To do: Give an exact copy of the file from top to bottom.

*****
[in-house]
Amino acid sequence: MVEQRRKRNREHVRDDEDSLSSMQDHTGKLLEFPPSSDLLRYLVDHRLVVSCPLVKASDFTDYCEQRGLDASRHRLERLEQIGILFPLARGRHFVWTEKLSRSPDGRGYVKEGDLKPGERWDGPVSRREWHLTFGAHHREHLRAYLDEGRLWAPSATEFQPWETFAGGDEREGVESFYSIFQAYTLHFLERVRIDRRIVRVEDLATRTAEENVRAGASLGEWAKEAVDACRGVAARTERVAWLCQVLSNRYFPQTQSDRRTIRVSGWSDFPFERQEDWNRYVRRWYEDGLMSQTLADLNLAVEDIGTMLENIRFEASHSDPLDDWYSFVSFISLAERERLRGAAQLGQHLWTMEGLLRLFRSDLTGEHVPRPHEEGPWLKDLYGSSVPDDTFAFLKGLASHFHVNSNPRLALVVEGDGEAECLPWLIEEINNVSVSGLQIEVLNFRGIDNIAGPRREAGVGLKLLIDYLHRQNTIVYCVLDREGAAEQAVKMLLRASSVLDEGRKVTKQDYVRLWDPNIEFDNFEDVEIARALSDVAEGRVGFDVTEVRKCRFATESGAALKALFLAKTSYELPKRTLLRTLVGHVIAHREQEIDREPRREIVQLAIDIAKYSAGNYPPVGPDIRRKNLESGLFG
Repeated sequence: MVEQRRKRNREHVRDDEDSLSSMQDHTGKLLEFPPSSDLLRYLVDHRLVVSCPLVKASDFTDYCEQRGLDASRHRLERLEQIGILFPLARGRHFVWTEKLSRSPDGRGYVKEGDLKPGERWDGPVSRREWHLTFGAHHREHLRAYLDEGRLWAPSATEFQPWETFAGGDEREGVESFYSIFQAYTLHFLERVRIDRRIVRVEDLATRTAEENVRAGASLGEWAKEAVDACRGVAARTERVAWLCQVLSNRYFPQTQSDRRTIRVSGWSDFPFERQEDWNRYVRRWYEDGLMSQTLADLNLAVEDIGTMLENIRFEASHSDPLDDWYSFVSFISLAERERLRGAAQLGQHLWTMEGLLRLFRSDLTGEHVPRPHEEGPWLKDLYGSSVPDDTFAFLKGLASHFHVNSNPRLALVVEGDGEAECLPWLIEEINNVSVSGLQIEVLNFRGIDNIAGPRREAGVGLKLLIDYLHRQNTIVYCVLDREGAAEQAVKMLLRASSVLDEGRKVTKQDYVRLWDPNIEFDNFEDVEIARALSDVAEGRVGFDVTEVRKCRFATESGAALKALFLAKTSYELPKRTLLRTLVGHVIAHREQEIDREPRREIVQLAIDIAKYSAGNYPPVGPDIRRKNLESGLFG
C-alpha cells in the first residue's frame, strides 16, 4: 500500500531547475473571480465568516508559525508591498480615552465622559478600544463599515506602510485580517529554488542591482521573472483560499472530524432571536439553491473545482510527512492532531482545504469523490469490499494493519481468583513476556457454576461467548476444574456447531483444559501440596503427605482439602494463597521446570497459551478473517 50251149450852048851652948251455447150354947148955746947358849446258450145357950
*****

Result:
[in-house]
Amino acid sequence: MVEQRRKRNREHVRDDEDSLSSMQDHTGKLLEFPPSSDLLRYLVDHRLVVSCPLVKASDFTDYCEQRGLDASRHRLERLEQIGILFPLARGRHFVWTEKLSRSPDGRGYVKEGDLKPGERWDGPVSRREWHLTFGAHHREHLRAYLDEGRLWAPSATEFQPWETFAGGDEREGVESFYSIFQAYTLHFLERVRIDRRIVRVEDLATRTAEENVRAGASLGEWAKEAVDACRGVAARTERVAWLCQVLSNRYFPQTQSDRRTIRVSGWSDFPFERQEDWNRYVRRWYEDGLMSQTLADLNLAVEDIGTMLENIRFEASHSDPLDDWYSFVSFISLAERERLRGAAQLGQHLWTMEGLLRLFRSDLTGEHVPRPHEEGPWLKDLYGSSVPDDTFAFLKGLASHFHVNSNPRLALVVEGDGEAECLPWLIEEINNVSVSGLQIEVLNFRGIDNIAGPRREAGVGLKLLIDYLHRQNTIVYCVLDREGAAEQAVKMLLRASSVLDEGRKVTKQDYVRLWDPNIEFDNFEDVEIARALSDVAEGRVGFDVTEVRKCRFATESGAALKALFLAKTSYELPKRTLLRTLVGHVIAHREQEIDREPRREIVQLAIDIAKYSAGNYPPVGPDIRRKNLESGLFG
Repeated sequence: MVEQRRKRNREHVRDDEDSLSSMQDHTGKLLEFPPSSDLLRYLVDHRLVVSCPLVKASDFTDYCEQRGLDASRHRLERLEQIGILFPLARGRHFVWTEKLSRSPDGRGYVKEGDLKPGERWDGPVSRREWHLTFGAHHREHLRAYLDEGRLWAPSATEFQPWETFAGGDEREGVESFYSIFQAYTLHFLERVRIDRRIVRVEDLATRTAEENVRAGASLGEWAKEAVDACRGVAARTERVAWLCQVLSNRYFPQTQSDRRTIRVSGWSDFPFERQEDWNRYVRRWYEDGLMSQTLADLNLAVEDIGTMLENIRFEASHSDPLDDWYSFVSFISLAERERLRGAAQLGQHLWTMEGLLRLFRSDLTGEHVPRPHEEGPWLKDLYGSSVPDDTFAFLKGLASHFHVNSNPRLALVVEGDGEAECLPWLIEEINNVSVSGLQIEVLNFRGIDNIAGPRREAGVGLKLLIDYLHRQNTIVYCVLDREGAAEQAVKMLLRASSVLDEGRKVTKQDYVRLWDPNIEFDNFEDVEIARALSDVAEGRVGFDVTEVRKCRFATESGAALKALFLAKTSYELPKRTLLRTLVGHVIAHREQEIDREPRREIVQLAIDIAKYSAGNYPPVGPDIRRKNLESGLFG
C-alpha cells in the first residue's frame, strides 16, 4: 500500500531547475473571480465568516508559525508591498480615552465622559478600544463599515506602510485580517529554488542591482521573472483560499472530524432571536439553491473545482510527512492532531482545504469523490469490499494493519481468583513476556457454576461467548476444574456447531483444559501440596503427605482439602494463597521446570497459551478473517 50251149450852048851652948251455447150354947148955746947358849446258450145357950